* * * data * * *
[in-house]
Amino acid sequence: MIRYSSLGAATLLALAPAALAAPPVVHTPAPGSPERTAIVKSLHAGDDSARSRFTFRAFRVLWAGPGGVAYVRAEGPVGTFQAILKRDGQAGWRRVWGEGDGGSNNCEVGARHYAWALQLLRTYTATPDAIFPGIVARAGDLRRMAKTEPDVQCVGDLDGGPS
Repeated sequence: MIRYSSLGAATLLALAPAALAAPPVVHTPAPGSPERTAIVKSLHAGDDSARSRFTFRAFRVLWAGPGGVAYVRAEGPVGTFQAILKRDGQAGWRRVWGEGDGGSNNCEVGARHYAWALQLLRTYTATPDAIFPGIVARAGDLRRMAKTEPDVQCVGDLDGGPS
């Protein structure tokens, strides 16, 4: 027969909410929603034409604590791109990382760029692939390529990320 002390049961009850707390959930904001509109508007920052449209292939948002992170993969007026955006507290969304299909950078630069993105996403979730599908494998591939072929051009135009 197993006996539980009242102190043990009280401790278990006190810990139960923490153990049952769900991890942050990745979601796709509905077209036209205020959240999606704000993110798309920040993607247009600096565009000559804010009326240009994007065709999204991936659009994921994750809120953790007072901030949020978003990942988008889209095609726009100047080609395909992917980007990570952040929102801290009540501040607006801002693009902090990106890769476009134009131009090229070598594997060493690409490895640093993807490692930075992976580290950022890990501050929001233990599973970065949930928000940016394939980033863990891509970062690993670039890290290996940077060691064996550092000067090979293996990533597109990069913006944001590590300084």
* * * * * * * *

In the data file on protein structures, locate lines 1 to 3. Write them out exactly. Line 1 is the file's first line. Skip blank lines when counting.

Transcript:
[in-house]
Amino acid sequence: MIRYSSLGAATLLALAPAALAAPPVVHTPAPGSPERTAIVKSLHAGDDSARSRFTFRAFRVLWAGPGGVAYVRAEGPVGTFQAILKRDGQAGWRRVWGEGDGGSNNCEVGARHYAWALQLLRTYTATPDAIFPGIVARAGDLRRMAKTEPDVQCVGDLDGGPS
Repeated sequence: MIRYSSLGAATLLALAPAALAAPPVVHTPAPGSPERTAIVKSLHAGDDSARSRFTFRAFRVLWAGPGGVAYVRAEGPVGTFQAILKRDGQAGWRRVWGEGDGGSNNCEVGARHYAWALQLLRTYTATPDAIFPGIVARAGDLRRMAKTEPDVQCVGDLDGGPS